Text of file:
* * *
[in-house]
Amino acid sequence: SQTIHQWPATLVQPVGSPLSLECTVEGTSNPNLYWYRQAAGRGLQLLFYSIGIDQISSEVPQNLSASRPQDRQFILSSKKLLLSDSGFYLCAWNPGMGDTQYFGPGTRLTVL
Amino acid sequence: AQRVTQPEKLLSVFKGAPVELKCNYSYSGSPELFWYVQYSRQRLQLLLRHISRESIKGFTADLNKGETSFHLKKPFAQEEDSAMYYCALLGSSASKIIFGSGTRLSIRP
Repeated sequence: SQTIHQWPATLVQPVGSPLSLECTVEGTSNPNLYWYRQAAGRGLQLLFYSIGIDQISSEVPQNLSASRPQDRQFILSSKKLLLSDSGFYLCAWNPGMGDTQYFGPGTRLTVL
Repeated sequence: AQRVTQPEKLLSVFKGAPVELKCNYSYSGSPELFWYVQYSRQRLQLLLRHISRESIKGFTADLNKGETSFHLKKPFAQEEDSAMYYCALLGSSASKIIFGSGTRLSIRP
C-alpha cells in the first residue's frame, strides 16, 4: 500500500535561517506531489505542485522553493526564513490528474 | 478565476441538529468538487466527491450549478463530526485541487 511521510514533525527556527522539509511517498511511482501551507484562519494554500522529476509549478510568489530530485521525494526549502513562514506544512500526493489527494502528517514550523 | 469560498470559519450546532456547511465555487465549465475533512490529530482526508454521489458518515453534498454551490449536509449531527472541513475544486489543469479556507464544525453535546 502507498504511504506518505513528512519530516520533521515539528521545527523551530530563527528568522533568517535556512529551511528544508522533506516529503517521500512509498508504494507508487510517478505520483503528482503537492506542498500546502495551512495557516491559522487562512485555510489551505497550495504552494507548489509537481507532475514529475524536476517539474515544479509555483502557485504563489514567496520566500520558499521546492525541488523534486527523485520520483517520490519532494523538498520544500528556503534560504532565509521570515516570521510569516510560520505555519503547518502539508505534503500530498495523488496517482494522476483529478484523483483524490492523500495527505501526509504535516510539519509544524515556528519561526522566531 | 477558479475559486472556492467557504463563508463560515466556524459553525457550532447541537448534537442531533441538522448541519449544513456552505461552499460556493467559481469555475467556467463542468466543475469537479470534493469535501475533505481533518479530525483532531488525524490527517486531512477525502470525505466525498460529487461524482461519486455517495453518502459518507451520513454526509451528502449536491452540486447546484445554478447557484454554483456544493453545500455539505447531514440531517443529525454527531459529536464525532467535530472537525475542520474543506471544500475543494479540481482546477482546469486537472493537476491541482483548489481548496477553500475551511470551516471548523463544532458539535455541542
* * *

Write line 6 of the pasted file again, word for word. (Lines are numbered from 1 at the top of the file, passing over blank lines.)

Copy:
C-alpha cells in the first residue's frame, strides 16, 4: 500500500535561517506531489505542485522553493526564513490528474 | 478565476441538529468538487466527491450549478463530526485541487 511521510514533525527556527522539509511517498511511482501551507484562519494554500522529476509549478510568489530530485521525494526549502513562514506544512500526493489527494502528517514550523 | 469560498470559519450546532456547511465555487465549465475533512490529530482526508454521489458518515453534498454551490449536509449531527472541513475544486489543469479556507464544525453535546 502507498504511504506518505513528512519530516520533521515539528521545527523551530530563527528568522533568517535556512529551511528544508522533506516529503517521500512509498508504494507508487510517478505520483503528482503537492506542498500546502495551512495557516491559522487562512485555510489551505497550495504552494507548489509537481507532475514529475524536476517539474515544479509555483502557485504563489514567496520566500520558499521546492525541488523534486527523485520520483517520490519532494523538498520544500528556503534560504532565509521570515516570521510569516510560520505555519503547518502539508505534503500530498495523488496517482494522476483529478484523483483524490492523500495527505501526509504535516510539519509544524515556528519561526522566531 | 477558479475559486472556492467557504463563508463560515466556524459553525457550532447541537448534537442531533441538522448541519449544513456552505461552499460556493467559481469555475467556467463542468466543475469537479470534493469535501475533505481533518479530525483532531488525524490527517486531512477525502470525505466525498460529487461524482461519486455517495453518502459518507451520513454526509451528502449536491452540486447546484445554478447557484454554483456544493453545500455539505447531514440531517443529525454527531459529536464525532467535530472537525475542520474543506471544500475543494479540481482546477482546469486537472493537476491541482483548489481548496477553500475551511470551516471548523463544532458539535455541542